This task, written for the National Young Mathematicians' Award 2016, involves open-topped boxes made with interlocking cubes. Explore the number of units of paint that are needed to cover the boxes. . . .

Swap the stars with the moons, using only knights' moves (as on a chess board). What is the smallest number of moves possible?

Place eight dots on this diagram, so that there are only two dots on each straight line and only two dots on each circle.

What is the best way to shunt these carriages so that each train can continue its journey?

Put 10 counters in a row. Find a way to arrange the counters into five pairs, evenly spaced in a row, in just 5 moves, using the rules.

Take a rectangle of paper and fold it in half, and half again, to make four smaller rectangles. How many different ways can you fold it up?

How many different triangles can you draw on the dotty grid which each have one dot in the middle?

What is the greatest number of counters you can place on the grid below without four of them lying at the corners of a square?

Here are four cubes joined together. How many other arrangements of four cubes can you find? Can you draw them on dotty paper?

Can you make dice stairs using the rules stated? How do you know you have all the possible stairs?

Can you put the numbers 1 to 8 into the circles so that the four calculations are correct?

Kate has eight multilink cubes. She has two red ones, two yellow, two green and two blue. She wants to fit them together to make a cube so that each colour shows on each face just once.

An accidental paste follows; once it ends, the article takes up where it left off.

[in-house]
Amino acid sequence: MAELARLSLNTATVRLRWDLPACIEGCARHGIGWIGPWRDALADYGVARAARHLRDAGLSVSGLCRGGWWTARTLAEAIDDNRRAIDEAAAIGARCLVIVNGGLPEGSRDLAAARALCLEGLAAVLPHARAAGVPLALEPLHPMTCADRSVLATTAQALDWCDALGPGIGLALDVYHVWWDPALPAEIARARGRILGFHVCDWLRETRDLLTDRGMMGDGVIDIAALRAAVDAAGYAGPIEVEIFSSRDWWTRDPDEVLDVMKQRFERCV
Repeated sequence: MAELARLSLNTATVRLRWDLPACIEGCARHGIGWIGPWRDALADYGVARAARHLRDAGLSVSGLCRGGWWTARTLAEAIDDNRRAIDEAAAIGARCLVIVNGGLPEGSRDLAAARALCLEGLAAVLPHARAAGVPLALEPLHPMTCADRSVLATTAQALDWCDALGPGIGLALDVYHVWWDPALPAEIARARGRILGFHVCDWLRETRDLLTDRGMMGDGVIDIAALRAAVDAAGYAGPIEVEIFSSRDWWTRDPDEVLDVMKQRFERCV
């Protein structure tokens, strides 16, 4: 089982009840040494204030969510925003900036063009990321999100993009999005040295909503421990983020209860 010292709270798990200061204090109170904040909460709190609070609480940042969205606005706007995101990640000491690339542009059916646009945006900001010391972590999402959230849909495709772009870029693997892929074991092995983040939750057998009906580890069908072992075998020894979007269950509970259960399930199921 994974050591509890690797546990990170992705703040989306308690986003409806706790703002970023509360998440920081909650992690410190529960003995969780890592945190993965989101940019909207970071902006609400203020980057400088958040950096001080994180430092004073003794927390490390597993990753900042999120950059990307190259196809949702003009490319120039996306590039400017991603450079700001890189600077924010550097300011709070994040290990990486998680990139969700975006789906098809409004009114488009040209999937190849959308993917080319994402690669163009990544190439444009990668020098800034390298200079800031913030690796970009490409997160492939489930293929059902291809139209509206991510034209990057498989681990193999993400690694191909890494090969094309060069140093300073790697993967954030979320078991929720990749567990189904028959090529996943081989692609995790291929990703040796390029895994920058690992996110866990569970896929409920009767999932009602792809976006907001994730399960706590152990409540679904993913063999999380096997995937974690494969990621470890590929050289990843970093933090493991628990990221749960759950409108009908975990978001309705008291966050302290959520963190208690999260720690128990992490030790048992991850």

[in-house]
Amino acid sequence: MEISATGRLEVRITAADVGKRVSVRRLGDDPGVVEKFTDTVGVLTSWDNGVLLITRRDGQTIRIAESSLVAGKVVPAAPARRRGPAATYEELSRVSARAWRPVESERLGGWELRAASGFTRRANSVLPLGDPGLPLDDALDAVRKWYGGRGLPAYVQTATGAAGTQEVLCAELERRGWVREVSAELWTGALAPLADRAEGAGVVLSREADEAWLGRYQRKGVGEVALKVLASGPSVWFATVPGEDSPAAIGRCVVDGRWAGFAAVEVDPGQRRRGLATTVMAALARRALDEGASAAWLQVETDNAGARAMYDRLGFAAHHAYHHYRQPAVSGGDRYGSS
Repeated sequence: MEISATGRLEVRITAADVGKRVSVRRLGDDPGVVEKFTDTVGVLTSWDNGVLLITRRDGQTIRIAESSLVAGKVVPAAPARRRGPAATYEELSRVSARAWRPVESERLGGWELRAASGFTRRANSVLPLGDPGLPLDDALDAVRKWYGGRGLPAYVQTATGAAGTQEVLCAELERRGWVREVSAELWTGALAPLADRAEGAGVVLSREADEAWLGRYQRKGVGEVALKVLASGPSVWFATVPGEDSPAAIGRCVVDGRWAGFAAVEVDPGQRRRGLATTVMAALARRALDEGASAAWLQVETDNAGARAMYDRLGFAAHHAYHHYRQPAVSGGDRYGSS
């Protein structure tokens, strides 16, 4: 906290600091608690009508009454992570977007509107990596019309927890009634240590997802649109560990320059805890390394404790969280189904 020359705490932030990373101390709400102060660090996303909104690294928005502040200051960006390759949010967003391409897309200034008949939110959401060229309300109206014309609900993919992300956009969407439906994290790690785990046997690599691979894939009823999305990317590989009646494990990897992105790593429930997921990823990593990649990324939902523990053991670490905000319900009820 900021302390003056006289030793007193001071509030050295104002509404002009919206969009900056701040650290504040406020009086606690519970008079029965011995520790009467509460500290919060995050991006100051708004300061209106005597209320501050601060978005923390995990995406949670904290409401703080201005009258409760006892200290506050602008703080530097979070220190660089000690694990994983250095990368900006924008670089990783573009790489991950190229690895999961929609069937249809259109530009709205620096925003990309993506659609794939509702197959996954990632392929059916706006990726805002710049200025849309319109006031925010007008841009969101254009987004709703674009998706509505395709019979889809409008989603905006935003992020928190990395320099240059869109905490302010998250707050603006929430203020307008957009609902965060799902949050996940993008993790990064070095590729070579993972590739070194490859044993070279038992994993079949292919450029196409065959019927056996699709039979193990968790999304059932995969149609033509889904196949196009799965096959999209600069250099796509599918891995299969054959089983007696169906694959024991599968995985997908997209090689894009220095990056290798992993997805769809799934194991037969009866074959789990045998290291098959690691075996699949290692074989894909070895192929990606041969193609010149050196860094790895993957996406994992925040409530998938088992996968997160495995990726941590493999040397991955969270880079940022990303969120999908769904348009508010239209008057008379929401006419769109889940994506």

How many different ways can you find of fitting five hexagons together? How will you know you have found all the ways?

Place the numbers 1 to 10 in the circles so that each number is the difference between the two numbers just below it.

How many trains can you make which are the same length as Matt's, using rods that are identical?

This activity investigates how you might make squares and pentominoes from Polydron.

How many triangles can you make using sticks that are 3cm, 4cm and 5cm long?

How can you put five cereal packets together to make different shapes if you must put them face-to-face?

Using different numbers of sticks, how many different triangles are you able to make? Can you make any rules about the numbers of sticks that make the most triangles?

Find your way through the grid starting at 2 and following these operations. What number do you end on?

How many different ways can you find to join three equilateral triangles together? Can you convince us that you have found them all?

The ancient Egyptians were said to make right-angled triangles using a rope with twelve equal sections divided by knots. What other triangles could you make if you had a rope like this?

Ben and his mum are planting garlic. Use the interactivity to help you find out how many cloves of garlic they might have had.

A magician took a suit of thirteen cards and held them in his hand face down. Every card he revealed had the same value as the one he had just finished spelling. How did this work?

An activity making various patterns with 2 x 1 rectangular tiles.